STORM: The Infinity Code
E. L. Young
Dial Books for Young Readers (2008)
Reviewed by Ben Weldon (age 10) for Reader Views (3/08)
“STORM: The Infinity Code” by E. L. Young is the intriguing story of three brainiac kids who try to save the earth from the hands of an evil madman. When fourteen-year-old Will Knight is invited to join STORM (Science and Technology to Over-Rule Misery), he thinks it is impossible for kids to help the world. But when STORM member Caspian Baraban’s father is abducted by Russians and forced to create a dangerous new weapon that threatens the earth, Will, Gaia and Andrew use their brains and real science to save the planet. Along the way, Will also discovers a shocking family secret.
STORM members Andrew, Gaia, and Will are not ordinary kids. Computer geek and self-made multi-millionaire, Andrew provides plentiful funding for STORM. Gaia has many talents, among them a talent for getting kicked out of school for blowing things up. She is also fluent in many languages and has a photographic memory. Gaia invited Will to join STORM when she witnessed him testing his invention Rapid-Ascent, a contraption that helps people climb buildings fast. Will is an inventor and is often called ‘The Maker’ by Andrew. Together they are quite a team.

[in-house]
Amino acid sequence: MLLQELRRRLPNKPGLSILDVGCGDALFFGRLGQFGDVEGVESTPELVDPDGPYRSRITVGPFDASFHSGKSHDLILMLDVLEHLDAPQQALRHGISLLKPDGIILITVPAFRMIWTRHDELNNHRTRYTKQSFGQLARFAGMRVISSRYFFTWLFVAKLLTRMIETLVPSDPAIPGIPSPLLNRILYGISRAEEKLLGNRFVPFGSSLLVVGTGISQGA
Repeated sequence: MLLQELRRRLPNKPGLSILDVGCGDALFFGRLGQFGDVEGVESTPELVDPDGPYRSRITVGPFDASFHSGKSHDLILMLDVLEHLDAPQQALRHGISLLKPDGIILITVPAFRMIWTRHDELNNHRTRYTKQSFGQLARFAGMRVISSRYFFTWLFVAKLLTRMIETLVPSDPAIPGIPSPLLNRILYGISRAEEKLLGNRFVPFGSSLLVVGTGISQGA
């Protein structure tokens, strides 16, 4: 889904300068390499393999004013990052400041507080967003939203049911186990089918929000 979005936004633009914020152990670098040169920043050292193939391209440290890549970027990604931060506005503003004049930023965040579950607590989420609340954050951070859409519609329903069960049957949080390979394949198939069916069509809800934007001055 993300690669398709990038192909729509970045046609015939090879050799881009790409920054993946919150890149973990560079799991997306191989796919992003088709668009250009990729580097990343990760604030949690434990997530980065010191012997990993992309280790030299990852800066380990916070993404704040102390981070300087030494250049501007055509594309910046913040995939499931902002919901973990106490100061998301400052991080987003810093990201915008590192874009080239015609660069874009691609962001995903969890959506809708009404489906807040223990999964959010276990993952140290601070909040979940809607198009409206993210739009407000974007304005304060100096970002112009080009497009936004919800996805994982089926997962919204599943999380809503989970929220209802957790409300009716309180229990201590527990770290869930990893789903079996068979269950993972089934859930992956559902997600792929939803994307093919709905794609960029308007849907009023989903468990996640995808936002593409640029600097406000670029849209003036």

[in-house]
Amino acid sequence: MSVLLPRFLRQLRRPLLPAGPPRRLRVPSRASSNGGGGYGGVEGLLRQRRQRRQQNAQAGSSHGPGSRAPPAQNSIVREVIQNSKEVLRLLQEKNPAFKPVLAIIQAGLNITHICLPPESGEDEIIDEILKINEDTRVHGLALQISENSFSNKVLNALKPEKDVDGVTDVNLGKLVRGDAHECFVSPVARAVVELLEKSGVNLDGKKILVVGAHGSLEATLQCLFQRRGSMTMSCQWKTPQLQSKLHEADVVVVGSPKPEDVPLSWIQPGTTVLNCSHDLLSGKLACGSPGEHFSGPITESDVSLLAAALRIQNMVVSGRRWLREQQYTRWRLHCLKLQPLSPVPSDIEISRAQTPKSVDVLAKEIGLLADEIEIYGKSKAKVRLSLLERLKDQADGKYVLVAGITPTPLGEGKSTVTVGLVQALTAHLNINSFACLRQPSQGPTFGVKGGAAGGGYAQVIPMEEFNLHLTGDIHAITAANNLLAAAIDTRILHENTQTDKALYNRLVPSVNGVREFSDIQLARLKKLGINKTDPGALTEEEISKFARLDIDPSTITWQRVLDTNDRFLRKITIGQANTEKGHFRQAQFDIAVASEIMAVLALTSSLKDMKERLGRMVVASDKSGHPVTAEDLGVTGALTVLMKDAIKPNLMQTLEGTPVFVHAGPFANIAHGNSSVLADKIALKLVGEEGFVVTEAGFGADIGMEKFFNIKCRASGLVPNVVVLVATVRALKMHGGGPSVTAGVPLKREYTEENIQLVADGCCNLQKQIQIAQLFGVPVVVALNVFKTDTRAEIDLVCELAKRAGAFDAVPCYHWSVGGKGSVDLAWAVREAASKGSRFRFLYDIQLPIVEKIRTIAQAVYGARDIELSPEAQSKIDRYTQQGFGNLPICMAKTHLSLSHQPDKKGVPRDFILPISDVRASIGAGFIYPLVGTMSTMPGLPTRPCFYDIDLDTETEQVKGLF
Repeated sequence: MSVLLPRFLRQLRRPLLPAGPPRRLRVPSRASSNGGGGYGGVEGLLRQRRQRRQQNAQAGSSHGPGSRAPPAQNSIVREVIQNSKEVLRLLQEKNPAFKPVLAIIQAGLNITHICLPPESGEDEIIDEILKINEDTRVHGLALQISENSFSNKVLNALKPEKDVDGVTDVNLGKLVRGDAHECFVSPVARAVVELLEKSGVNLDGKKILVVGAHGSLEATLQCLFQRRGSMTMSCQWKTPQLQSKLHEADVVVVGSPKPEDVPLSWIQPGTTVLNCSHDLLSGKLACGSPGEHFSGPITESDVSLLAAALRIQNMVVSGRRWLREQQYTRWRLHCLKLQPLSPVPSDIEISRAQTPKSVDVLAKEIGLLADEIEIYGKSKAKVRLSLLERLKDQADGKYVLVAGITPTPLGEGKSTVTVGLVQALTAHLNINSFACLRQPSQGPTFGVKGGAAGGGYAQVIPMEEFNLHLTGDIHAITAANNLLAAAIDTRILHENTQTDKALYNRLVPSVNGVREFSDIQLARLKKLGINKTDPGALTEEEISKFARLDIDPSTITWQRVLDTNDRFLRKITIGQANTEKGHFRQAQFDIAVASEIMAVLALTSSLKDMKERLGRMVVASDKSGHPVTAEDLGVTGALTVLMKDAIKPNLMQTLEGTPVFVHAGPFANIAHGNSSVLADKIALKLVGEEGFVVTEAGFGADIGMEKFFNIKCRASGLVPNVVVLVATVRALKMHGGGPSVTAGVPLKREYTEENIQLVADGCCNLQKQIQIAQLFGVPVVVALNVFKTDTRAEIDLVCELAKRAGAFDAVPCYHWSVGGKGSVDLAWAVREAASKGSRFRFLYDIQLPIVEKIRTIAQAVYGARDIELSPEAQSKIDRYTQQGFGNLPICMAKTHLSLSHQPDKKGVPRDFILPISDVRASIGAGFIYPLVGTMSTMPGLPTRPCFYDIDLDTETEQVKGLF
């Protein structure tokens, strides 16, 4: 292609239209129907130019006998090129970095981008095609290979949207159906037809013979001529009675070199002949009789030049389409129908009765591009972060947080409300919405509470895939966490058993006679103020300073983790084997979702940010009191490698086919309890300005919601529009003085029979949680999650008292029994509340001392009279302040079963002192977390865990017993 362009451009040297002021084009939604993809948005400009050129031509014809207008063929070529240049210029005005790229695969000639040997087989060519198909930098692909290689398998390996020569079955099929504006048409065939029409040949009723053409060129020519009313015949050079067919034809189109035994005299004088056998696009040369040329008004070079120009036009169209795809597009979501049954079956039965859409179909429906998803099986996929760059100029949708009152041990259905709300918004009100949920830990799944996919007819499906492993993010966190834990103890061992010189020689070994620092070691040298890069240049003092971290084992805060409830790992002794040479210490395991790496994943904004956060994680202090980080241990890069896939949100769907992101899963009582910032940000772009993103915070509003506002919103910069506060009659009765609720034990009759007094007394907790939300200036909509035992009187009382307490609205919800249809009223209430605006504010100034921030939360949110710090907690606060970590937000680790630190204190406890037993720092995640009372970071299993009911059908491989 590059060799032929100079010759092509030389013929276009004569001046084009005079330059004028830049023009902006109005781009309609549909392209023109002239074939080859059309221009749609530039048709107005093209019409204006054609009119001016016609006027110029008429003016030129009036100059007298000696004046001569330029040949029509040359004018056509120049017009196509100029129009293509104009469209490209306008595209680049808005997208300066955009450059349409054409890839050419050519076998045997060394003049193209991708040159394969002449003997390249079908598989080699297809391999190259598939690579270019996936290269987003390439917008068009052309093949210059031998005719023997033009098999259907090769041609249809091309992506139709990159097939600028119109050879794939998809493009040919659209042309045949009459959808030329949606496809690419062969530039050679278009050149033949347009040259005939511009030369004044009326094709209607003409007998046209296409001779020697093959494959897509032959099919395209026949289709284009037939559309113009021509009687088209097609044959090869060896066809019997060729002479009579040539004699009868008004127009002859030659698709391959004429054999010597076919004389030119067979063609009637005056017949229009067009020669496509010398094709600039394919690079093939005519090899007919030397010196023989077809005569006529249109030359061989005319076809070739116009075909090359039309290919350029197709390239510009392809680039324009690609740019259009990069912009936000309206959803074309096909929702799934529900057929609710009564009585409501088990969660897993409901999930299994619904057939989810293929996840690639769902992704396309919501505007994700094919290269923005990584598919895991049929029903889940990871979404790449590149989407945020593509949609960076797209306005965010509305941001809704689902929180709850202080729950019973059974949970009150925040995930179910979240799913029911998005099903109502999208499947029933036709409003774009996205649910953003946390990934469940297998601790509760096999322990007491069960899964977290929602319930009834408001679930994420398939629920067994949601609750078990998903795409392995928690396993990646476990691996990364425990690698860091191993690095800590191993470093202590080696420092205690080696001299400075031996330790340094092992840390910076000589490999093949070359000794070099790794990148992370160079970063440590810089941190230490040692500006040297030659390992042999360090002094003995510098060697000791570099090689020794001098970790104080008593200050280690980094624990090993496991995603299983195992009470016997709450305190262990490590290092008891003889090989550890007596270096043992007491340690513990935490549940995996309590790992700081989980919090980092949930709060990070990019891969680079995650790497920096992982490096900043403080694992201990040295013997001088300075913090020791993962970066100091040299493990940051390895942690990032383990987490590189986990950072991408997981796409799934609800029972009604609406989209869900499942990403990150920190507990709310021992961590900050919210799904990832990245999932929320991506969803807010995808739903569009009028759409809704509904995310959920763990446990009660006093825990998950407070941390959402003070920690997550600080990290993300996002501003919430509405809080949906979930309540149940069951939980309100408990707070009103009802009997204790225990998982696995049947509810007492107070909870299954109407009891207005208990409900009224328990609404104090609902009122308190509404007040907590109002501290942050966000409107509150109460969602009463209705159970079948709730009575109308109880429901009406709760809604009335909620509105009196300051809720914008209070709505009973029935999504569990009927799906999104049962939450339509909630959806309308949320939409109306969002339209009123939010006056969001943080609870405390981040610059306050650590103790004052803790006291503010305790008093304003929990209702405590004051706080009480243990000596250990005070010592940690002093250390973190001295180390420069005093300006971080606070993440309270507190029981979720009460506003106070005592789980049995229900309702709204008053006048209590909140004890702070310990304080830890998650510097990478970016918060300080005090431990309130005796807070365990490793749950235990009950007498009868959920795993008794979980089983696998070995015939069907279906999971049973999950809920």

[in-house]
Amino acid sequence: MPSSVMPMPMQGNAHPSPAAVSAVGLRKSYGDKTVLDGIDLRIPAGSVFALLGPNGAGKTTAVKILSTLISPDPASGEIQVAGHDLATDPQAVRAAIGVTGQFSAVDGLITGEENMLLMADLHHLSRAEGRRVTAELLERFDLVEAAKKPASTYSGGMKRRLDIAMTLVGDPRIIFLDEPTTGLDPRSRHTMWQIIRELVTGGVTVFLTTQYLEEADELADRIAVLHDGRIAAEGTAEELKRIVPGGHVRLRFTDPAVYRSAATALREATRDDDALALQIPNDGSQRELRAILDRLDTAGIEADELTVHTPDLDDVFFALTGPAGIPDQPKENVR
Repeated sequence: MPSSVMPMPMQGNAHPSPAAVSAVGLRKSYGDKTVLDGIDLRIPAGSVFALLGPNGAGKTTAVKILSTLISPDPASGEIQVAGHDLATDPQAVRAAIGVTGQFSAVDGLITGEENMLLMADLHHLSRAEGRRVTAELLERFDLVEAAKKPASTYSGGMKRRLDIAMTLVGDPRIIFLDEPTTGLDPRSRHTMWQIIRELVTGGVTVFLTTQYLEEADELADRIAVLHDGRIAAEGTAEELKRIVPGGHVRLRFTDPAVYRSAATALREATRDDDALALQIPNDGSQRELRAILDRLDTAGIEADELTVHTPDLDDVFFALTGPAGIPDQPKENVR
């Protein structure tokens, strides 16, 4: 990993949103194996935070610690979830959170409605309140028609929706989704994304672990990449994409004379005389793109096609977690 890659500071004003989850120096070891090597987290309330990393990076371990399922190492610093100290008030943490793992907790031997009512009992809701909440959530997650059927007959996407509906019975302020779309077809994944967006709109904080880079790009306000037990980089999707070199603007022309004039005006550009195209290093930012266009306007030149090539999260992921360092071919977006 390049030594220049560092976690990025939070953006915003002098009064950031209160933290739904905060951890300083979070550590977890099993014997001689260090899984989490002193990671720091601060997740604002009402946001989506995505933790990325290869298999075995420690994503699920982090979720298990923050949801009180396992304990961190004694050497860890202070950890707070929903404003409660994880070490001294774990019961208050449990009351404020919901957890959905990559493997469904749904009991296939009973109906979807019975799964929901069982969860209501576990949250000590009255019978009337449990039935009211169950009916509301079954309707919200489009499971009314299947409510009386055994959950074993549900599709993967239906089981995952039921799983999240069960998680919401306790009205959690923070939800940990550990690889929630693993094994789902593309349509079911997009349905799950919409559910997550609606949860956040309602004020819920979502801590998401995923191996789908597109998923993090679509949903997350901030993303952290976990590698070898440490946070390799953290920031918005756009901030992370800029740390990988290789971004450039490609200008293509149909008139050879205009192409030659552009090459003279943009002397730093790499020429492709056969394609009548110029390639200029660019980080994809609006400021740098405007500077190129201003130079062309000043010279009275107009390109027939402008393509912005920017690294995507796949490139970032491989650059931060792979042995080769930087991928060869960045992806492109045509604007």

When they unexpectedly find themselves tailing a former STORM member from London to St. Petersburg, they have to go through passport control but they don’t have their passports. So, Will uses the Speak Easy on the passport control guard making it seem as if the boy in front of them was saying “Mom, we should tell him – he’ll see my passport’s fake. I shouldn’t have bleached my hair.” Taking advantage of the confusion this caused, Andrew, Will, and Gaia rush past the guards. Once on the train, they use the Fly Spy (an insect-sized flying camera) to keep track of their target. Will their brains and their gadgets be enough to stop the psychopath?
Author E. L. Young is a science writer, and she based all the gadgets in this book on genuine research and inventions. At the end of the book there is an author’s note which provides references for the inventions and more detailed information about some of the science in the book. She makes very clear the few fictional scientific aspects of the book. There are even several pages of schematic drawings of the gadgets.
I would highly recommend this book to people who like action and adventure and science. “STORM: The Infinity Code” was a terrific book, and I was thrilled to find out that this is the first in a series of four books that have already been released in the UK.